With the help of the humanitarian Pool Fund, the Norwegian Refugee Council yesterday launched an emergency operation to assist desperate households who remain stuck in Watalinga. The NRC operation promises to be a difficult one – not in the least because of the risk for militia ransacking. Over the years the ADF has established a firm military intelligence apparatus. Its members often go unnoticed as taxi drivers, businessmen and ordinary civilians. They are easily confounded with the resident Banande population, who talk the same language.


watching from afar

The UN Intervention Brigade moreover risks to further jeopardize the security of IDP households staying outside the area of Watalinga. After emptying the Rwenzori Mountains and pushing populations towards localites like Oicha and Eringeti, ADF systematically abuse farmers who try to reach their fields from these emerging urban centres, hunting people literally down at the side of the main road. Since 2010, local organizations have registered over 800 kidnappings on this axis. While not all of them should automatically be attributed to the ADF, these systematic abuses have contributed to massive displacements. Over 350 households have fled Watalinga since the Christmas killing in Kamango, adding up to the 10.000 households (or over 64.000 IDP’s) who already resided in this town since 2012. Oicha has a total population of just over 122.000.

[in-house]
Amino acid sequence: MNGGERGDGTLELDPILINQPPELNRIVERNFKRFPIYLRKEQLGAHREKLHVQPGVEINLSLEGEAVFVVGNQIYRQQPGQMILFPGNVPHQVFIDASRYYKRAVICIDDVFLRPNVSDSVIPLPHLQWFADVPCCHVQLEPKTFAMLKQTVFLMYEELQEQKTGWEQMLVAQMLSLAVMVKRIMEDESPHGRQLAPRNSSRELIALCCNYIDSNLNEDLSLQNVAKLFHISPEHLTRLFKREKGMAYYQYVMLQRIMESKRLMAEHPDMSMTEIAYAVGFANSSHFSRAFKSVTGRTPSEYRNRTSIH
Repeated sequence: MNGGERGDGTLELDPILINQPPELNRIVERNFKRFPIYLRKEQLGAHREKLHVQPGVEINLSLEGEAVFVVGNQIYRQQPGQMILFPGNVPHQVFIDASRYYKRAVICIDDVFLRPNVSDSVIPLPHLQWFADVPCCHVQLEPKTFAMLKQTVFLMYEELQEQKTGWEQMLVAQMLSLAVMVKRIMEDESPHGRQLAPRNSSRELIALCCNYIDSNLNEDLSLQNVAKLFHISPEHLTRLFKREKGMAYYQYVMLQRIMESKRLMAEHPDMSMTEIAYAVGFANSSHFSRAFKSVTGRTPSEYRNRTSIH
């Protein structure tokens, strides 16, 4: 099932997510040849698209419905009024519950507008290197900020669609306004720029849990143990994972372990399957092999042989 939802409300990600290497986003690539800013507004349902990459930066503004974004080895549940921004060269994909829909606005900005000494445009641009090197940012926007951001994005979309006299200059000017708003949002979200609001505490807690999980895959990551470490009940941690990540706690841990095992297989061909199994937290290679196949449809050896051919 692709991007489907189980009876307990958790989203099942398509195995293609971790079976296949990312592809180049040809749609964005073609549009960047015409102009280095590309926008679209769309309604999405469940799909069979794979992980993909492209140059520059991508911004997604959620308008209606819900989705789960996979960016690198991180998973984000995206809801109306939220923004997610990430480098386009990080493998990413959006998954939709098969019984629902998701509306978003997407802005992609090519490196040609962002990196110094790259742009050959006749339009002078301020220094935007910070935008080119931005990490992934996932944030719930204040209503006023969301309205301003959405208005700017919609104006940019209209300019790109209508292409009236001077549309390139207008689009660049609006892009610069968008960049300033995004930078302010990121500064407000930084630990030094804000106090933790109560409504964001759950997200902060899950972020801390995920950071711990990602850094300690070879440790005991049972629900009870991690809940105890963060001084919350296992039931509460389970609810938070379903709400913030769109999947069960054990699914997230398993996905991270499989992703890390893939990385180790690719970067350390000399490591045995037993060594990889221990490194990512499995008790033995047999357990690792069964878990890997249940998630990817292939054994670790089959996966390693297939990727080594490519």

Urban hosts

Peculiar about IDPs residing in the Beni-Watalinga area is that they do not stay in camps. Instead, the majority of them are hosted by family and friends. In the overcrowded towns, the presence of these IDP’s further adds to the precarious living conditions these host families face after two decades of war. In 2005, the NGO CARE already noted a growing tension between host families and their guests, notably for the access to much needed land these families use to maintain their livelihoods.

The presence of these displaced on the limits of the Virunga Park furthermore fuels new conflicts. While the park continues to cover around 10 percent of North Kivu’s territory, Kivus’ mobile populations are obliged to make living from temporary jobs in the cross-border economy as well as emerging urban centres. Or they work as agriculturalists for local landowners. Their jobs range from sorting coffee and cocoa beans, to crushing palm nuts and selling the residue as cooking oil. Some younger IDP’s drive their chukudu’s (wooden bikes) to transport goods on local markets. The reward for such work is often poor and discomforting, as this fled women from Rutshuru tells.



yet another journey ahead

Though living conditions in town are precarious, the willingness of these internal refugees to return to their original homes is often ambivalent. Such return would depend both on their capacity and the opportunities these IDP’s would find there. Therefore, some find it better to adapt assistance to the daily realities these urbanized IDP’s face in Eastern Congo’s militarized landscape. For the time being, their plight stays in the hands of their Congolese hosts who support them with accommodation and jobs.

This research was made possible through a grant from FAFO.